The Australian Institute of Refrigeration, Air Conditioning and Heating (AIRAH) has announced world-renowned indoor air quality (IAQ) expert Max Sherman as the keynote for its Building Physics Virtual Forum slated for September 17.
Sherman’s presentation, titled “Build tight and ventilate right. It’ll be OK”, will look at some of the challenges faced by airtight high-performance buildings. He’ll share key lessons learnt in the US over the decades, and how these apply to Australian climates and levels of building industry knowledge.
“Getting from low-performing homes to high-performing homes is a process,” says Sherman. “The Europeans have been ahead of the US in many ways, and the US may be ahead of Australia in many ways. There are plenty of pitfalls on the path, but Australia can benefit from the mistakes others have made. And in the end It’ll be OK.”
Sherman says that part of this process is to build market acceptance.
“A key thing I want to get across is that while we may be able to see the goal we want and can even achieve it in custom-built homes, getting the industry closer to that goal is something that will not be successful if it is pushed too hard. The industry needs to move in baby steps to learn how the new techniques integrate with the old and to avoid unintended consequences.”
This year, as a result of COVID-19, IAQ has become one of the world’s hottest topics, and Sherman has been at the forefront of this work.
“I lead the Residential Team of ASHRAE’s Epidemic Task Force (ETF) and that has been a whirlwind of activity,” he says.
“The ETF recognised early that aerosol transport was key and that HVAC was going to play a big role in dealing with COVID-19. Our website now has over 5 billion media impressions; there have been over half a million unique visitors; we have done over 100 interviews and have provided briefings to various government bodies.”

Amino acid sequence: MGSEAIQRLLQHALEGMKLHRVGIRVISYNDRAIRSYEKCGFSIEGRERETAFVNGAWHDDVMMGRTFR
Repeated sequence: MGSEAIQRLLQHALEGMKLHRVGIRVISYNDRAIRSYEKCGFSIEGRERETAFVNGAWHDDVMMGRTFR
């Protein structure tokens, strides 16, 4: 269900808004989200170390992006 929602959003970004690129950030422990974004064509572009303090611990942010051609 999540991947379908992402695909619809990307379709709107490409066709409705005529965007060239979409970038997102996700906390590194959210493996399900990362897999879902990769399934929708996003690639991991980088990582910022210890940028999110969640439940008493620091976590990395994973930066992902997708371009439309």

Apart from the work focused on COVID-19, Sherman has been working on other important issues.
“Of late I have been looking more at aerosol physics than building physics, but there are still a variety of interesting questions,” he says. “In particular I am looking at how to do better than simple ventilation rates, and look at the contaminants of concern in the indoor environment and how to come up with operational ways of defining acceptable indoor air quality using them.
“For both this and COVID-19, control of fine and ultrafine particles in the air is a key issue. In fact, having a central air handler with high-quality filtration is a ‘no regrets’ policy that helps in normal cases, helps for epidemics such as COVID-19, and also helps for wildfires such as both Australia and the western United States are increasingly prone to. Right now it is smoky outside, but my filtration system is keeping my home relatively clean.”
Sherman is a retired Senior Scientist at the Lawrence Berkeley National Laboratory who has more than 30 years of experience in building physics. He has a PhD in physics from Berkeley and is an international expert in air leakage, HVAC, indoor air quality, infiltration, moisture, energy efficiency, and related topics.
For more information on AIRAH’s Building Physics Virtual Forum, click here.
Feature image shows Max Sherman (far right) meeting with representatives from the Department of Environment and Energy, the ABCB and National Energy Efficient Building Project in Australia in 2018.